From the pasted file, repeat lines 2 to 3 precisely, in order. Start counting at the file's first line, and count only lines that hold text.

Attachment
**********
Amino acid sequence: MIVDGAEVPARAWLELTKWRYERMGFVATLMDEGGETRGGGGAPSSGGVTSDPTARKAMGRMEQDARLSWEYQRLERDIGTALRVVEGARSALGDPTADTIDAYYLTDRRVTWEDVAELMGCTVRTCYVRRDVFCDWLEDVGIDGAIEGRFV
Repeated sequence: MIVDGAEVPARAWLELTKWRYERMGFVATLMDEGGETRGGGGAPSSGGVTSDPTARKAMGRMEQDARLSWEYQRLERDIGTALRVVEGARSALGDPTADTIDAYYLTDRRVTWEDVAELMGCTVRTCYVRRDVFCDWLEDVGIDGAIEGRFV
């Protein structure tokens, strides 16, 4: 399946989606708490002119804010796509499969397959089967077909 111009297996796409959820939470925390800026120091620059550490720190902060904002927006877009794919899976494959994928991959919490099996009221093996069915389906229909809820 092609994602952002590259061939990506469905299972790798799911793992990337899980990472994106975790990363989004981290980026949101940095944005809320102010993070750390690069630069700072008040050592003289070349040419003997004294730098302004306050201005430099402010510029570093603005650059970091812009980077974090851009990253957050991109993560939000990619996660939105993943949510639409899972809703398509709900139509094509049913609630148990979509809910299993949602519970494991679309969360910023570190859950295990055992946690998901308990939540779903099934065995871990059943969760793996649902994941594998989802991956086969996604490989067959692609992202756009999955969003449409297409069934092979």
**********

Repeated sequence: MIVDGAEVPARAWLELTKWRYERMGFVATLMDEGGETRGGGGAPSSGGVTSDPTARKAMGRMEQDARLSWEYQRLERDIGTALRVVEGARSALGDPTADTIDAYYLTDRRVTWEDVAELMGCTVRTCYVRRDVFCDWLEDVGIDGAIEGRFV
């Protein structure tokens, strides 16, 4: 399946989606708490002119804010796509499969397959089967077909 111009297996796409959820939470925390800026120091620059550490720190902060904002927006877009794919899976494959994928991959919490099996009221093996069915389906229909809820 092609994602952002590259061939990506469905299972790798799911793992990337899980990472994106975790990363989004981290980026949101940095944005809320102010993070750390690069630069700072008040050592003289070349040419003997004294730098302004306050201005430099402010510029570093603005650059970091812009980077974090851009990253957050991109993560939000990619996660939105993943949510639409899972809703398509709900139509094509049913609630148990979509809910299993949602519970494991679309969360910023570190859950295990055992946690998901308990939540779903099934065995871990059943969760793996649902994941594998989802991956086969996604490989067959692609992202756009999955969003449409297409069934092979």